1. I just wanted to weigh in one final time to make the point I’ve tried to make several times already crystal clear: the beginning of the attack on Winston was not, in any way, shape, or form that I can determine from the textual evidence of the transcript of the interview, prompted by the interviewer. Goldacre was asked a question about what his plans for his next project were, was asked if he planned to write Bad Science II, and he basically ‘went off’ on the diatribe about Winston, began slagging Winston’s book and labelled him ‘laughable’ – then continued with the boring television comments and finished with the fish oil ad attack.

        It doesn’t matter whether Goldacre is right or wrong in his opinion of Winston (or at least, it doesn’t matter to me whether he is or not, because I’m approaching this from the perspective of someone who helps people share info with the media and who helps train them to both be themselves and to make the most of the opportunities they get to do so). There isn’t a PR or corporate communications person in the world who would endorse Goldacre’s approach to answering the question he was asked, and as one of the few communicators rather than scientists replying to this post, you’ll see that Hilary Sutcliffe identifies the same problems I do.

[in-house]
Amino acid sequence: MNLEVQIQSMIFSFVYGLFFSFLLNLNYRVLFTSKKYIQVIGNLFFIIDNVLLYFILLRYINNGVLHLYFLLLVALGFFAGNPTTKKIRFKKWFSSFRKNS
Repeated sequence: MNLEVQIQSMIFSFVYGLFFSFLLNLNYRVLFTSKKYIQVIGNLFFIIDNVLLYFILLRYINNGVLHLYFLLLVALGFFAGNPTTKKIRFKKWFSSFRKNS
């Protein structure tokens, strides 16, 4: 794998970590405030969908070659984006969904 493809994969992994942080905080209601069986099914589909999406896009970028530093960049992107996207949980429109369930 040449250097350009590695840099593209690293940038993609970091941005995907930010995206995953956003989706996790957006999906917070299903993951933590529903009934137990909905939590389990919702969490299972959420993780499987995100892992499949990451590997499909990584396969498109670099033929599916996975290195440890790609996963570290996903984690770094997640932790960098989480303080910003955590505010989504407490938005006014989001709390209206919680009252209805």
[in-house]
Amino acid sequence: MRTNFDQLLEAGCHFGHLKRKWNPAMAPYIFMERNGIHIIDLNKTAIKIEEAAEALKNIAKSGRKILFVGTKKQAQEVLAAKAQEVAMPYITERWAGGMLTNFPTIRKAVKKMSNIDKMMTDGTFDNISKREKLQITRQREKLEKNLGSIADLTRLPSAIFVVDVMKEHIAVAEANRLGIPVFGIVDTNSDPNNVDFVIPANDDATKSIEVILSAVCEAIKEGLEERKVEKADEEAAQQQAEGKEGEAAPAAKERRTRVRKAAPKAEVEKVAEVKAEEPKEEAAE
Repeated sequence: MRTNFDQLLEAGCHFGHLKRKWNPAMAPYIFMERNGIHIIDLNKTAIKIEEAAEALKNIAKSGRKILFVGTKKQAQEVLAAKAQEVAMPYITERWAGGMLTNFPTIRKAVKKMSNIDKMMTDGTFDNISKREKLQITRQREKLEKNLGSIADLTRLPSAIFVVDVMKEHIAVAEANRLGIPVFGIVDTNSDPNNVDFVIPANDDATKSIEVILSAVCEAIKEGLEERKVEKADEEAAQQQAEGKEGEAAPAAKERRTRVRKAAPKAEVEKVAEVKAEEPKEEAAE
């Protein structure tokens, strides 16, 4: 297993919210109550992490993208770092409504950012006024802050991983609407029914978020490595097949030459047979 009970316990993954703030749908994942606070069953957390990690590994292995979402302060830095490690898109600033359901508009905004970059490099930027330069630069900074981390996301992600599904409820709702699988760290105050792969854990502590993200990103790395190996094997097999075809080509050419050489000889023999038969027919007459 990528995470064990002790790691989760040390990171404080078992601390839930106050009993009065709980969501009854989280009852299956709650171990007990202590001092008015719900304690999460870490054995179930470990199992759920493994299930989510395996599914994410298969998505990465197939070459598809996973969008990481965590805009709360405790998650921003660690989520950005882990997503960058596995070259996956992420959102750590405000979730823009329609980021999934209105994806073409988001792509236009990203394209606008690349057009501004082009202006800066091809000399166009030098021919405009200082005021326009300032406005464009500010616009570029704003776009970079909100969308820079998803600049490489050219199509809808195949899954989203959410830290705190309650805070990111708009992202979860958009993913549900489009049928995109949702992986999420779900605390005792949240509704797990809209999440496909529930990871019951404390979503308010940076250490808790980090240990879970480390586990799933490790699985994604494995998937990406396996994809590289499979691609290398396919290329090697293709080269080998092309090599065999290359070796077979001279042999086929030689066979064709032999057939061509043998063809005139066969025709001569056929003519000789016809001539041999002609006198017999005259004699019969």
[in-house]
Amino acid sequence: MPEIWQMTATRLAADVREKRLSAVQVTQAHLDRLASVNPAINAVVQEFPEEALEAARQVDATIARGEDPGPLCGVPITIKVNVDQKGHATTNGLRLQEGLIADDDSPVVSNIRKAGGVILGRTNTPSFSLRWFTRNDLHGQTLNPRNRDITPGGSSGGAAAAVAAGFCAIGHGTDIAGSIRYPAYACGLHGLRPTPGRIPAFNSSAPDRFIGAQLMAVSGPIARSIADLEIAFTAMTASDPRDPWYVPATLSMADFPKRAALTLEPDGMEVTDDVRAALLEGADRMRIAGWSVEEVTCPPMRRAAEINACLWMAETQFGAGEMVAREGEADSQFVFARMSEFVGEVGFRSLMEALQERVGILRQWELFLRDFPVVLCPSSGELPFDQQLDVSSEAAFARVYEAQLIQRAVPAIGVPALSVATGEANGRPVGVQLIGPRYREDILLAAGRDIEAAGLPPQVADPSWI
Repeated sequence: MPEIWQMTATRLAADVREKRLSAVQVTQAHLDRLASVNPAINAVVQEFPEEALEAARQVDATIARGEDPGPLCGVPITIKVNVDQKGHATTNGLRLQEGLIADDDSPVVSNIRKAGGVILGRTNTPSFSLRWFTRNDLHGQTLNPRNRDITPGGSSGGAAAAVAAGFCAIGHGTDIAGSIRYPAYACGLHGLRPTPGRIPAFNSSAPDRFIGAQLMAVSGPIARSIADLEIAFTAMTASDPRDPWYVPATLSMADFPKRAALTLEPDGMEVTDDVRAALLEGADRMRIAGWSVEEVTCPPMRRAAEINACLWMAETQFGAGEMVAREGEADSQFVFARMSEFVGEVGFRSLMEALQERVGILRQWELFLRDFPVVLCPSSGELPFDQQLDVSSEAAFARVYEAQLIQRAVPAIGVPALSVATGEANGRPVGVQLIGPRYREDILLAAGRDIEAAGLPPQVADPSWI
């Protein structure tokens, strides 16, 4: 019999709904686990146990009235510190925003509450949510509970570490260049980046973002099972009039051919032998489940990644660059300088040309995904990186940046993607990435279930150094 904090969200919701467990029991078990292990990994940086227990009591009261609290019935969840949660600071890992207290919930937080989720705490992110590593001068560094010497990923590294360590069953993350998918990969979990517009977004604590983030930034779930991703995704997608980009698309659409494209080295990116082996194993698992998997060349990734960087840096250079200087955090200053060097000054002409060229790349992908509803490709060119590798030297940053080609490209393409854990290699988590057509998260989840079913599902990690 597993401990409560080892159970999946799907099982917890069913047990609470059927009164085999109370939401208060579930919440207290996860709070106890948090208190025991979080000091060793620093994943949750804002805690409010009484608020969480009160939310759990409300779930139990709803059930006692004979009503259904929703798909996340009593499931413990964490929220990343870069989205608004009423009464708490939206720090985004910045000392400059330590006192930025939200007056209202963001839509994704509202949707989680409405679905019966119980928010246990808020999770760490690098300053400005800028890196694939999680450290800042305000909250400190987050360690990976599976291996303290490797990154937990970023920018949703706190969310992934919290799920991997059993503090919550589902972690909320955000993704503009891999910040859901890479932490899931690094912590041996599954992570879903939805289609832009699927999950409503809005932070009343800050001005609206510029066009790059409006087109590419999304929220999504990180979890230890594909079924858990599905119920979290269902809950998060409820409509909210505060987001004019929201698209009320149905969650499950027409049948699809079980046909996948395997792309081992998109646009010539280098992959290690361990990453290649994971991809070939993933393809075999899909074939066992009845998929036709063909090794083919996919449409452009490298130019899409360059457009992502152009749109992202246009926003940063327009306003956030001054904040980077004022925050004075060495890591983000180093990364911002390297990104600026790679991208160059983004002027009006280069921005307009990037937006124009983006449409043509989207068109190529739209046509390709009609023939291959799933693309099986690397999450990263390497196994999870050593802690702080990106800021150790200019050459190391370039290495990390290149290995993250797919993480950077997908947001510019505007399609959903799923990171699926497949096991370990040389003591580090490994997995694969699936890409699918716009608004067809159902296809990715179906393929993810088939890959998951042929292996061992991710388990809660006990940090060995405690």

It’s not that it’s bad form, it’s not that it’s rude, it’s not whether Goldacre is right or wrong in what he said about Winston. It is that if, when you are given an opportunity in a media interview to talk about yourself, your plans, your goals, and your future projects, you should seize that opportunity, and Goldacre patently did not. The reason it’s wrong is because, in the same way attempting to correct misinformation actually reinforces it, slagging others when you are being interviewed about yourself actually creates sympathy for the person who’s attacked. I, for instance, having had no plans whatsoever to read Winston’s latest book (and having already bought but not read Goldacre’s), now really want to buy and read Winston’s book first.

        I’d also like to say – with all due respect to the science communicators who have weighed in here – that the perspective you gain on media from working with clients across a broad spectrum of industry, some of whom are scientists and mathematicians, some of whom are not, and from doing media analyses of hundreds of publications, from watching how issues play out over the course of years in the media – is that the challenges of science communication are neither unique nor do they differ significantly from those of high tech PR, or energy industry PR, or the mining industry, or any subject that involves explaining complicated and not well-known information. There are journalists from trade publications, who usually (but NOT always) have a very informed perspective, years of background in the field, a very different target audience and will require answers to very different questions. There are journalists from general interest publications/media outlets, who no longer have beats, so thinly spread are they on the ground these days, and who will need a lot more background information and a different form of synthesis of information for their audiences. They all have to be provided with information in the way they need to receive it – not in the way the person with the information thinks it should be disseminated.